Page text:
And yes, yes, I’ve heard almost all of them before – more than once.

I’ve been told “He doesn’t look Autistic”

He doesn't look Autistic

He doesn’t look Autistic

At a birthday party a parent asked “Does he eat?”

Another: “Can he talk?”

Yes

“Well he’s okay then, right?”

I’ve always said that I’d rather people ask questions than stare or assume. Some people do, and I always welcome the fact that they want to learn. I have had many wonderful conversations with strangers that were genuinely interested in learning about autism – his autism, as the saying goes…. “If you meet one Autistic person, you’ve met ONE Autistic person.” ~ Unknown

Recently I was visiting DC’s work program. There was a woman standing there that looked a bit familiar to me, but I could not place her. She looked at me and said “I know you, Vickie”

I was the team manager for our local Special Olympics golf team for a few years (insert laughter, as I know NOTHING about golf) and her nephew who has autism, was one of my players.

We chatted for a bit.  As it turned out,  she was there because her nephew was transitioning into the same work program as DC.

As we were chatting,  she said:

“Your son is SO handsome. You should be thankful he has Autism so you won’t have to worry about all of the girls that would be flocking around him”

Now she is a very nice woman and I know in her own way, she actually thought this was a compliment, but……..

Seriously?????

Literally Speaking

Raining Cats and Dogs

Raining Cats and Dogs

Twelve years ago, I wrote this:

“You can NEVER be too specific:

 While learning “grocery shopping” in the classroom; his plastic cart full of plastic food… he was told that it was time to “put everything on the counter to pay” – Instead of taking the food out of the cart, he lifted the entire cart onto the counter!”

And

“When you tell your child to pull his sweat pants down over his socks and he proceeds to PULL HIS PANTS DOWN from the waist to his ankles – You know you were not specific enough with your request.”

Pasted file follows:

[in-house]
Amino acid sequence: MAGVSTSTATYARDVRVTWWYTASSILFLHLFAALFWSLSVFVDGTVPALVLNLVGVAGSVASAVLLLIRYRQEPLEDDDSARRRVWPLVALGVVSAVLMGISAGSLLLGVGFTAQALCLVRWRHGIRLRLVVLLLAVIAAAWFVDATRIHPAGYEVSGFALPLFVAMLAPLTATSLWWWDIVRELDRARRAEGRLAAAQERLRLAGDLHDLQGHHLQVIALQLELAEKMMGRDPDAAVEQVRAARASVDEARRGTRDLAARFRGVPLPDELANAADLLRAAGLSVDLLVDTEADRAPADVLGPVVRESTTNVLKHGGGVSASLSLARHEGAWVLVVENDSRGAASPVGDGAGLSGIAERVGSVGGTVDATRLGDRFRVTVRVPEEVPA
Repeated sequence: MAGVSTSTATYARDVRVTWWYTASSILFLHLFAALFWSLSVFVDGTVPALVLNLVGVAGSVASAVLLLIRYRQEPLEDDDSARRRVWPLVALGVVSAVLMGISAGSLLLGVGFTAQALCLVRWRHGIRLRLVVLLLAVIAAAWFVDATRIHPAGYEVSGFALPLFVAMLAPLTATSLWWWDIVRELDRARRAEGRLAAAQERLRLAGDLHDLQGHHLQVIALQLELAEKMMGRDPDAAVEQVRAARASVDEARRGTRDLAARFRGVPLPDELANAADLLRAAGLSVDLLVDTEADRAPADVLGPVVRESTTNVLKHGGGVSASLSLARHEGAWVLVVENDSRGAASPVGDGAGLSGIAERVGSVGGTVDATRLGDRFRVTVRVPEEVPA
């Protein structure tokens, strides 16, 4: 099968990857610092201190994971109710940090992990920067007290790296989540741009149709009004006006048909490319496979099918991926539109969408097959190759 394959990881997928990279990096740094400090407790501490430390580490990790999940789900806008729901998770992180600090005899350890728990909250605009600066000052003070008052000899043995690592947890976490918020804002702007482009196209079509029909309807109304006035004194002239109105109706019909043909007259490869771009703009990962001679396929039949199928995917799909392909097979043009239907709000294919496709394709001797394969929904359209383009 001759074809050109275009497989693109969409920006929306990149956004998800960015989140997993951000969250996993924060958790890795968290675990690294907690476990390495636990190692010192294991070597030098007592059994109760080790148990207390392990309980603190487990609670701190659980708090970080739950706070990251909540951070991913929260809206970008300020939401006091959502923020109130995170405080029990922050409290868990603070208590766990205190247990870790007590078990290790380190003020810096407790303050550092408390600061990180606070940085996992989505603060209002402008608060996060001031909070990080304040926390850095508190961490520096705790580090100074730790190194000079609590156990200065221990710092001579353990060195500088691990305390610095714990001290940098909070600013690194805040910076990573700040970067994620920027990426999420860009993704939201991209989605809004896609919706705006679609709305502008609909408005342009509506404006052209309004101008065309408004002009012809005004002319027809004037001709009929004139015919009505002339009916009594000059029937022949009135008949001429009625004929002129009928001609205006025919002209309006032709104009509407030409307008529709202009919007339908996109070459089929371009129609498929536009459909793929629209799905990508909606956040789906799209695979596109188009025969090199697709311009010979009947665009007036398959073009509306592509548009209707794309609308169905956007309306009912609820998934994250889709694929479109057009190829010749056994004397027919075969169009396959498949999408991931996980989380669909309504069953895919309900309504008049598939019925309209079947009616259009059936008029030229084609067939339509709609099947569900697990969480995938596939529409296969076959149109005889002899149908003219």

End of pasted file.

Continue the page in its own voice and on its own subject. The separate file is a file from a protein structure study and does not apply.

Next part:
And a few years later, this:

My son loves to write little “stories” (he thinks they are stories, but they are usually just one line).

I had been home from work for a few days with the “Flu”.  It really didn’t occur to me that he had no idea what the “Flu” was and I wondered why he would laugh each time I mentioned it. He decided he would write one of his one-line “stories” for me to make me feel better ……

“Mom was so high”

It took me a few minutes…… but then I realized he thought I “Flew”

  • Then there was the time I said “Now listen closely” and he stuck his face one inch from mine…..
  •  He laughed for about a week after I told him it was time to “hit the road”.
  •  Or.. after the third round of kids whacked the piñata at his camp Halloween party, the Director said “Okay, DC, lets’ see you to tear it up” – he yanked it down and ripped it apart with his hands.

Tear it up

There are so many other examples, but these few really stick in my head.

Needless to say, like many people with autism, DC takes everything literally.  Over the years, I have gotten much better at recognizing when something is said or read that taken literally will not make much sense to him. I always try to stop and explain what it means in that context, whether he asks or not.

He has made a great deal of progress in that area as well. He knows that the “flu” does not mean “flying”. He gets that “hit the road” means we have to get going. But he knows these things because they were explained to him, he is not able just figure it out himself – how could he?

Knowing this about my son, I suppose, when I told him to “walk slowly” on the sidewalk just in case there was ice (there wasn’t), I should have expected this:

Progress with a Side of Pasta

Progress with a side of Pasta

Progress with a side of Pasta

Looking back over the past year, I can honestly say that it has been a very good and productive year.

DC completed his first full year of “work”.  He transitioned into it very well. Me? I am the one still having a problem calling it “work” and not “school”, the “car” is here, instead of the “bus”. I panic each time a school vacation comes along because I have to make plans for DC while I’m working, until I realize he doesn’t get those weeks off anymore; he’s working. The transition seems to be much more difficult for me than it was for him.